Potential new drug for stroke and dementia sufferers on the horizon

As we get older, our small blood vessels tend to leak. If these leaky blood vessels are in the brain, they can lead to stroke and vascular dementia.

But could we devise a drug to plug the leaks and even prevent small vessel disease in the brain? Small vessel disease (SVD) is a leading cause of cognitive decline and contributes to almost half (45%) of dementia cases worldwide. It’s also responsible for one in five ischemic strokes, the most common type of stroke, where a blood clot prevents the flow of blood and oxygen to the brain.

The majority of people with SVD and associated hypertension and type2 diabetes are middle aged. Rare, inherited forms of SVD strike people as young as their mid-30s. Cambridge University scientists took cells from skin ­biopsies of patients with one of these rare forms of SVD. By reprogramming the cells, they created stem cells capable of developing into almost any type of cell in the body. The team then used these stem cells to generate cells of brain blood vessels and created a model of the disease that mimics the defects seen in SVD. Dr Alessandra Granata at Cambridge, who led the study, says: “Despite the number of people affected worldwide by SVD, we have little in the way of treatments because we don’t fully understand what damages the blood vessels and causes the disease.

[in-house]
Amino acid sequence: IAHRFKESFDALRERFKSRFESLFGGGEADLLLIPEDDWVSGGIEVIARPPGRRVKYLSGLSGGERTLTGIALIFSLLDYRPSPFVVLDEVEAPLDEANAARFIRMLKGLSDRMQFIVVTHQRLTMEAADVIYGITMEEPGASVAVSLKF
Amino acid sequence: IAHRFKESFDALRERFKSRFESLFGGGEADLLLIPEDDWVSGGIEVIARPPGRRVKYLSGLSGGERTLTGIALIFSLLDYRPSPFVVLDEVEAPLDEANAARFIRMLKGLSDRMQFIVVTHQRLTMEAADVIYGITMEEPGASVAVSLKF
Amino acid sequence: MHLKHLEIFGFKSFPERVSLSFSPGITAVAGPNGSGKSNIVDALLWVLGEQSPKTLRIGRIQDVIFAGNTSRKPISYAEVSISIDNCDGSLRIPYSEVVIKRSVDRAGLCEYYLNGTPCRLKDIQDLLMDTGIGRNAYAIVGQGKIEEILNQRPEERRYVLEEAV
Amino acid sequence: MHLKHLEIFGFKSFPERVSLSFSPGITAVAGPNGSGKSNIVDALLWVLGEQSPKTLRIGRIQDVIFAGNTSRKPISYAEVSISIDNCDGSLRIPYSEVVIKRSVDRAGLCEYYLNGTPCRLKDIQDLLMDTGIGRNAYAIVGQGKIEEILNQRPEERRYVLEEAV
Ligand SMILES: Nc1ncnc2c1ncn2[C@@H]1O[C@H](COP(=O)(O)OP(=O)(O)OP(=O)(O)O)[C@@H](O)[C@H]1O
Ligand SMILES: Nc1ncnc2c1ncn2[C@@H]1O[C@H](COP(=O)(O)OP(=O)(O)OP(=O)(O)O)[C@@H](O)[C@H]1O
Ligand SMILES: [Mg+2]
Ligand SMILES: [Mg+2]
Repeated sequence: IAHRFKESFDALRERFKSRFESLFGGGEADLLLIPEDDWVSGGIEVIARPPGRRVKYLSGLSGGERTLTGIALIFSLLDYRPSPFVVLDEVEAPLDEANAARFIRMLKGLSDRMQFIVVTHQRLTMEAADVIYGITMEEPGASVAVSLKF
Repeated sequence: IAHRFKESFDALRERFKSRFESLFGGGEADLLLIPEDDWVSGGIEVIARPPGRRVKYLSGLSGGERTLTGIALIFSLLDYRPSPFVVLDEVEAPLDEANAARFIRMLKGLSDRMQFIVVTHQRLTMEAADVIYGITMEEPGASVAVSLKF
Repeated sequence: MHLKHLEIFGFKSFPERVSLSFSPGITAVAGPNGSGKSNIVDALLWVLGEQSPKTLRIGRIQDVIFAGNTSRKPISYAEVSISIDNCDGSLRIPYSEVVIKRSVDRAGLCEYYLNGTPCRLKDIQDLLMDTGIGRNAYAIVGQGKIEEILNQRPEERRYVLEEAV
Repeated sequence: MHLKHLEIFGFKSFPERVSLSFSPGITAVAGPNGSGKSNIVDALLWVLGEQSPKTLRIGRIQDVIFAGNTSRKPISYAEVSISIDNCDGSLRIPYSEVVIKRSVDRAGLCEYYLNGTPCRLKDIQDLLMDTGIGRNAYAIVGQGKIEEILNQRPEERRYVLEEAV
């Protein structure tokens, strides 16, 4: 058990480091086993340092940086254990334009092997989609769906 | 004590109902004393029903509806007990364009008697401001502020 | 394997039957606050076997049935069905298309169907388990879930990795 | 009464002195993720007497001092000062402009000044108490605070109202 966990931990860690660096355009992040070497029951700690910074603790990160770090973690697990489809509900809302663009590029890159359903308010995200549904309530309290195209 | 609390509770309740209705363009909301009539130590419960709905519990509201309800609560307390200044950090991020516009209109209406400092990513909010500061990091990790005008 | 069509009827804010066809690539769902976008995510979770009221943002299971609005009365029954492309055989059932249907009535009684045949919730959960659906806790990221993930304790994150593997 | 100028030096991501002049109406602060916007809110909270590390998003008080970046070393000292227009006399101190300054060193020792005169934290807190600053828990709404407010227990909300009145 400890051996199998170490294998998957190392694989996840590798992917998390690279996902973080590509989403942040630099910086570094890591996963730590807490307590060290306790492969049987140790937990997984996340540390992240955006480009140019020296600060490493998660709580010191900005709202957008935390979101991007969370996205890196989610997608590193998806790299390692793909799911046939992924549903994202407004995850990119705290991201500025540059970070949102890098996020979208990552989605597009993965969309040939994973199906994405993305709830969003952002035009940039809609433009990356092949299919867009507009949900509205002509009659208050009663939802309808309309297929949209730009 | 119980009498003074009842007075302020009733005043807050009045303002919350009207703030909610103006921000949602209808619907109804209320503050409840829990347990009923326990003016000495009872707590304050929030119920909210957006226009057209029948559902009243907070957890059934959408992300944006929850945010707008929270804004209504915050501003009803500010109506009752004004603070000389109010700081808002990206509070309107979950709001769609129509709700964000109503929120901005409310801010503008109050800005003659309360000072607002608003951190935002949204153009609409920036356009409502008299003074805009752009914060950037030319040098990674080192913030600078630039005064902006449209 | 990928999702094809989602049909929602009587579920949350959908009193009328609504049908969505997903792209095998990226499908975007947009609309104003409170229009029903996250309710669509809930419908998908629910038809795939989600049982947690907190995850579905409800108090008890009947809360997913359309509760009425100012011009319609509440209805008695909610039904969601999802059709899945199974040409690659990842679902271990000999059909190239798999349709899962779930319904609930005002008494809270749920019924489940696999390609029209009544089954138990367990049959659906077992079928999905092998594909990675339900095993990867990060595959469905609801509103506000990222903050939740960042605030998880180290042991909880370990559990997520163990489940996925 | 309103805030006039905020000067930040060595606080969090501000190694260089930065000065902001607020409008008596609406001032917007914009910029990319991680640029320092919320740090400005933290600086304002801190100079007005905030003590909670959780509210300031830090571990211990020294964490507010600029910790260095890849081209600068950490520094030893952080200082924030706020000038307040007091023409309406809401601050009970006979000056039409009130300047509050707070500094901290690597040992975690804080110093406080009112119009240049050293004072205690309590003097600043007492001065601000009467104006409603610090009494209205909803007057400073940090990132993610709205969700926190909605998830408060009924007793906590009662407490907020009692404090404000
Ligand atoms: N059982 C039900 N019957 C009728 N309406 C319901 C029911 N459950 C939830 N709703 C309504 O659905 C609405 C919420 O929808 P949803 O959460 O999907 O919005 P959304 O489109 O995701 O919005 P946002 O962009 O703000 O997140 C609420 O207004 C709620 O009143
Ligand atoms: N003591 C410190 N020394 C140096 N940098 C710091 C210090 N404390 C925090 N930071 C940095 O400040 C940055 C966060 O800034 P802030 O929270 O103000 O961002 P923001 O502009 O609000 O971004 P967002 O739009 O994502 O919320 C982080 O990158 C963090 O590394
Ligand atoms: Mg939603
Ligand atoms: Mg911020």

“Most of what we know about the underlying causes tends to come from animal studies, but they are limited in what they can tell us. That’s why we turned to stem cells to generate cells of the brain blood vessels and create a disease model ‘in a dish’ that mimics what we see in patients.” In their disease model, the team ­unfortunately found cells were unable to join up, particularly at so-called “tight junctions”, which “zip” cells together. This leads to the small blood vessels becoming leaky – a key ­characteristic seen in small vessel disease, where blood leaks out of the vessels and into the brain.

The researchers identified ­molecules called metalloproteinases (MMPs) implicated in this damage, when too many of them are produced. When the team treated the blood vessels with drugs that inhibit MMPs– an antibiotic and anti-cancer drug – they found that they reversed the damage and stopped the leakage. The only thing is the drugs used had significant side effects so can’t be used in practice. But it’s a major step forward and they serve as a model for future drugs.